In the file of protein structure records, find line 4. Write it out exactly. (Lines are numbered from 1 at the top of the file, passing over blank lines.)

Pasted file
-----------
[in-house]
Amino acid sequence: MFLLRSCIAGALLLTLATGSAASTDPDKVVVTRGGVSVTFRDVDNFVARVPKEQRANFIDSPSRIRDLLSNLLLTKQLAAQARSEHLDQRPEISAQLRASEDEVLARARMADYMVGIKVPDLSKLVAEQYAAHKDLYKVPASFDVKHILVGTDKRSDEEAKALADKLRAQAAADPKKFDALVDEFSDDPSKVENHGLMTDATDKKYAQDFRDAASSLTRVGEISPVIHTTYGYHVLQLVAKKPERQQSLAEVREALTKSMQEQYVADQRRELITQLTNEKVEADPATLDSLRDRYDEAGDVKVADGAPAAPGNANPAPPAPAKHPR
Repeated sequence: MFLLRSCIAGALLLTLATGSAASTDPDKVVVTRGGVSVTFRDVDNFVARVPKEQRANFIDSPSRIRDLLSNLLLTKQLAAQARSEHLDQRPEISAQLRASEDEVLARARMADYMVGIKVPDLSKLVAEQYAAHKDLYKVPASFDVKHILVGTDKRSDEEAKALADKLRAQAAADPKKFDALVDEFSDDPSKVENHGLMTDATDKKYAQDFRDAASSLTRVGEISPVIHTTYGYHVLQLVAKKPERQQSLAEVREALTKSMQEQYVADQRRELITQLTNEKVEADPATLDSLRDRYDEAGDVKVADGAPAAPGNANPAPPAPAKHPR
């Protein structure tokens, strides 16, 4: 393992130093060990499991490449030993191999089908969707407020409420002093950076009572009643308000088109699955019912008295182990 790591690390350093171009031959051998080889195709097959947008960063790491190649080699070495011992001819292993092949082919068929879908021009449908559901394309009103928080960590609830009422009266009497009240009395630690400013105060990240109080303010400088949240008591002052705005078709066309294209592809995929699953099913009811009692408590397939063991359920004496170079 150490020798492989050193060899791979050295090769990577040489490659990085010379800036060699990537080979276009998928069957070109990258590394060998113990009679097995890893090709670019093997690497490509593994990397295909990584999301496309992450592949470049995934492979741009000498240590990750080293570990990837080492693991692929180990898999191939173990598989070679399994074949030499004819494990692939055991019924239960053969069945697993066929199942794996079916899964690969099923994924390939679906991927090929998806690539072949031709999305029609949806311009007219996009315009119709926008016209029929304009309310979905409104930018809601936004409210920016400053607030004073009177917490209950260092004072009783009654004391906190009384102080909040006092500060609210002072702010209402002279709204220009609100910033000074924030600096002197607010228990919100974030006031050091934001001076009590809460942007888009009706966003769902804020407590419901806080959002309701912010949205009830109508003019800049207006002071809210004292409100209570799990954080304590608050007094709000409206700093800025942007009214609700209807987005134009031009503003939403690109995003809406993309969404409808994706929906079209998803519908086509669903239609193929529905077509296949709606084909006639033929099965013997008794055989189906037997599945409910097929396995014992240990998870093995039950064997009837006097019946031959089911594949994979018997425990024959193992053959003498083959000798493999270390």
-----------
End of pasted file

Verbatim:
């Protein structure tokens, strides 16, 4: 393992130093060990499991490449030993191999089908969707407020409420002093950076009572009643308000088109699955019912008295182990 790591690390350093171009031959051998080889195709097959947008960063790491190649080699070495011992001819292993092949082919068929879908021009449908559901394309009103928080960590609830009422009266009497009240009395630690400013105060990240109080303010400088949240008591002052705005078709066309294209592809995929699953099913009811009692408590397939063991359920004496170079 150490020798492989050193060899791979050295090769990577040489490659990085010379800036060699990537080979276009998928069957070109990258590394060998113990009679097995890893090709670019093997690497490509593994990397295909990584999301496309992450592949470049995934492979741009000498240590990750080293570990990837080492693991692929180990898999191939173990598989070679399994074949030499004819494990692939055991019924239960053969069945697993066929199942794996079916899964690969099923994924390939679906991927090929998806690539072949031709999305029609949806311009007219996009315009119709926008016209029929304009309310979905409104930018809601936004409210920016400053607030004073009177917490209950260092004072009783009654004391906190009384102080909040006092500060609210002072702010209402002279709204220009609100910033000074924030600096002197607010228990919100974030006031050091934001001076009590809460942007888009009706966003769902804020407590419901806080959002309701912010949205009830109508003019800049207006002071809210004292409100209570799990954080304590608050007094709000409206700093800025942007009214609700209807987005134009031009503003939403690109995003809406993309969404409808994706929906079209998803519908086509669903239609193929529905077509296949709606084909006639033929099965013997008794055989189906037997599945409910097929396995014992240990998870093995039950064997009837006097019946031959089911594949994979018997425990024959193992053959003498083959000798493999270390």